Bias in meta-analysis detected by a simple, graphical test. Graphical test is itself biased (Letter)

BMJ Clinical Research (Impact Factor: 14.09). 03/1998; 316(7129):470; author reply 470-1.
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Available from: Paul Glasziou,
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    • "Small-study effects were examined using the regression approach of Egger et al. [23]. Small-study effects may be due to publication bias, selective reporting of outcomes [24, 25], true heterogeneity [23, 26], artifacts [27], or chance [28]. Two-tailed 95% confidence intervals that did not include zero (0) were considered to be suggestive of small-study effects. "
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    ABSTRACT: Fibromyalgia is a major public health problem affecting an estimated 200 to 400 million people worldwide. The purpose of this study was to use the meta-analytic approach to determine the efficacy and effectiveness of randomized controlled exercise intervention trials (aerobic, strength training, or both) on tender points (TPs) in adults with fibromyalgia. Using random effects models and 95% confidence intervals (CI), a statistically significant reduction in TPs was observed based on per-protocol analyses (8 studies representing 322 participants) but not intention-to-treat analyses (5 studies representing 338 participants) (per-protocol, g, -0.68, 95% CI, -1.16, -0.20; intention-to-treat, g, -0.24, 95% CI, -0.62, 0.15). Changes were equivalent to relative reductions of 10.9% and 6.9%, respectively, for per-protocol and intention-to-treat analyses. It was concluded that exercise is efficacious for reducing TPs in women with FM. However, a need exists for additional well-designed and reported studies on this topic.
    10/2011; 2011:125485. DOI:10.1155/2011/125485
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    • "It detects bias based on the assumption that the plot resembles a symmetrical inverted funnel in the absence of bias (Egger et al 1997a). Many factors may potentially contribute to the detected asymmetry; therefore, this method should be used with caution, especially when limited numbers of studies are used in a meta-analysis (Irwig et al 1998; Stuck et al 1998; Vandenbroucke 1998). Detection of asymmetry in a funnel plot can be conducted by several methods, such as visual inspection, " trim and fill " , regression approach (Soeken and Sripusanapan 2003), and a newly emerged method (Formann 2008) in which the proportion of unpublished studies is estimated by the degree of truncation from a left-truncated normal distribution. "
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    ABSTRACT: Publication bias has been around for about 50 years. It has become a concern for almost 20 years in the medical research community. This review briefly summarizes the current status of publication bias, potential sources where bias may arise from, and its common evaluation methods. In the field of translational stroke research, publication bias has long been suspected; however, it has not been addressed with sufficient efforts. Its status has remained the same during the last decade. The author emphasizes the important role that publishers might play in addressing publication bias.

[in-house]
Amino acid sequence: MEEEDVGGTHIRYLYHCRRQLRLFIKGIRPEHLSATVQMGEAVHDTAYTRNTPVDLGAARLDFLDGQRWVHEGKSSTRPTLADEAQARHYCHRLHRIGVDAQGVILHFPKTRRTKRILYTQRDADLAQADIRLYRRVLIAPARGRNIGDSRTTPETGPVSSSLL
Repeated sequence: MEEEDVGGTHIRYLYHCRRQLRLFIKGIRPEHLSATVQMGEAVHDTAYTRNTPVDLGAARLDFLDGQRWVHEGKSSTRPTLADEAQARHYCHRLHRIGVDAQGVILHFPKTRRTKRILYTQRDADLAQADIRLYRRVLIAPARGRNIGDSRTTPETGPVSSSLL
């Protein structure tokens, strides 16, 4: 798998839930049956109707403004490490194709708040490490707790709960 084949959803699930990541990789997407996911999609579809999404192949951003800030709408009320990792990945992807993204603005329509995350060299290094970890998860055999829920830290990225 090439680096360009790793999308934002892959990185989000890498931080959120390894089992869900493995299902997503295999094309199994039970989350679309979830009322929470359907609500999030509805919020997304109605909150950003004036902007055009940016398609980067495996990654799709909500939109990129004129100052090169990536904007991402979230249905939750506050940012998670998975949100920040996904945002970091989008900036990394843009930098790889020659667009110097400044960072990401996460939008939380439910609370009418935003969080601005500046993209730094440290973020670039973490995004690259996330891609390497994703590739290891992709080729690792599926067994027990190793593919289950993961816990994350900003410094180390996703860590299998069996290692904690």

Journal of Experimental Stroke and Translational Medicine 01/2009; 2(1):16-21. DOI:10.6030/1939-067X-2.1.16
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    • "However, the procedure lacks empirical evidence to support what is observed is, indeed, selection bias. It was suggested that the method may result in false-positive results [9]. The validity of funnel plots needs to be scrutinized. "
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    ABSTRACT: Publication and other forms of selection biases pose a threat to the validity of meta-analysis. Funnel plots are usually used to detect such biases; asymmetrical plots are interpreted to suggest that biases are present. Using 198 published meta-analyses, we demonstrate that the shape of a funnel plot is largely determined by the arbitrary choice of the method to construct the plot. When a different definition of precision and/or effect measure were used, the conclusion about the shape of the plot was altered in 37 (86%) of the 43 meta-analyses with an asymmetrical plot suggesting selection bias. In the absence of a consensus on how the plot should be constructed, asymmetrical funnel plots should be interpreted cautiously. These findings also suggest that the discrepancies between large trials and corresponding meta-analyses and heterogeneity in meta-analyses may also be determined by how they are evaluated.
    Journal of Clinical Epidemiology 06/2000; 53(5):477-84. DOI:10.1016/S0895-4356(99)00204-8 · 3.42 Impact Factor
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